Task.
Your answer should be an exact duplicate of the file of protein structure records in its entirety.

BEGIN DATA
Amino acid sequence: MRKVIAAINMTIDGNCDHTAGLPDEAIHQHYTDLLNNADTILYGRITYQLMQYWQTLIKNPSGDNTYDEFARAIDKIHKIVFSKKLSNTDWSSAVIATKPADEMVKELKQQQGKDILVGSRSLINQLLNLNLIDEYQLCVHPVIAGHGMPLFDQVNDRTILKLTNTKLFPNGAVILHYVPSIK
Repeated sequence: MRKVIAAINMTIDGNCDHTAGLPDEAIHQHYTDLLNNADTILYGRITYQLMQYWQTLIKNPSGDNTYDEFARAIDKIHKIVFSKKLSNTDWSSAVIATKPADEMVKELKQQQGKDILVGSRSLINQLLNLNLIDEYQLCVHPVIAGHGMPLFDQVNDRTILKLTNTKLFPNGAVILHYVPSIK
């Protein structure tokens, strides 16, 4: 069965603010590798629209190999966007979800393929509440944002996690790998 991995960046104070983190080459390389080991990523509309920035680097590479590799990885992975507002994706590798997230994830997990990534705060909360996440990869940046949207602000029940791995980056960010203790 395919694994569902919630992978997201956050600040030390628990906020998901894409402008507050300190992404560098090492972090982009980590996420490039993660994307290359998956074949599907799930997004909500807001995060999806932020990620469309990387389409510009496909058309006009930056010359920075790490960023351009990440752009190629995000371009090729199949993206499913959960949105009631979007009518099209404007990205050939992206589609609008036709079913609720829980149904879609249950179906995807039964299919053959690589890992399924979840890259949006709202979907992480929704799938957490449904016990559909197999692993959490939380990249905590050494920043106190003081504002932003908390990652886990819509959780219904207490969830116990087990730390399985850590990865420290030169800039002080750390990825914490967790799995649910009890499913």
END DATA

Amino acid sequence: MRKVIAAINMTIDGNCDHTAGLPDEAIHQHYTDLLNNADTILYGRITYQLMQYWQTLIKNPSGDNTYDEFARAIDKIHKIVFSKKLSNTDWSSAVIATKPADEMVKELKQQQGKDILVGSRSLINQLLNLNLIDEYQLCVHPVIAGHGMPLFDQVNDRTILKLTNTKLFPNGAVILHYVPSIK
Repeated sequence: MRKVIAAINMTIDGNCDHTAGLPDEAIHQHYTDLLNNADTILYGRITYQLMQYWQTLIKNPSGDNTYDEFARAIDKIHKIVFSKKLSNTDWSSAVIATKPADEMVKELKQQQGKDILVGSRSLINQLLNLNLIDEYQLCVHPVIAGHGMPLFDQVNDRTILKLTNTKLFPNGAVILHYVPSIK
């Protein structure tokens, strides 16, 4: 069965603010590798629209190999966007979800393929509440944002996690790998 991995960046104070983190080459390389080991990523509309920035680097590479590799990885992975507002994706590798997230994830997990990534705060909360996440990869940046949207602000029940791995980056960010203790 395919694994569902919630992978997201956050600040030390628990906020998901894409402008507050300190992404560098090492972090982009980590996420490039993660994307290359998956074949599907799930997004909500807001995060999806932020990620469309990387389409510009496909058309006009930056010359920075790490960023351009990440752009190629995000371009090729199949993206499913959960949105009631979007009518099209404007990205050939992206589609609008036709079913609720829980149904879609249950179906995807039964299919053959690589890992399924979840890259949006709202979907992480929704799938957490449904016990559909197999692993959490939380990249905590050494920043106190003081504002932003908390990652886990819509959780219904207490969830116990087990730390399985850590990865420290030169800039002080750390990825914490967790799995649910009890499913």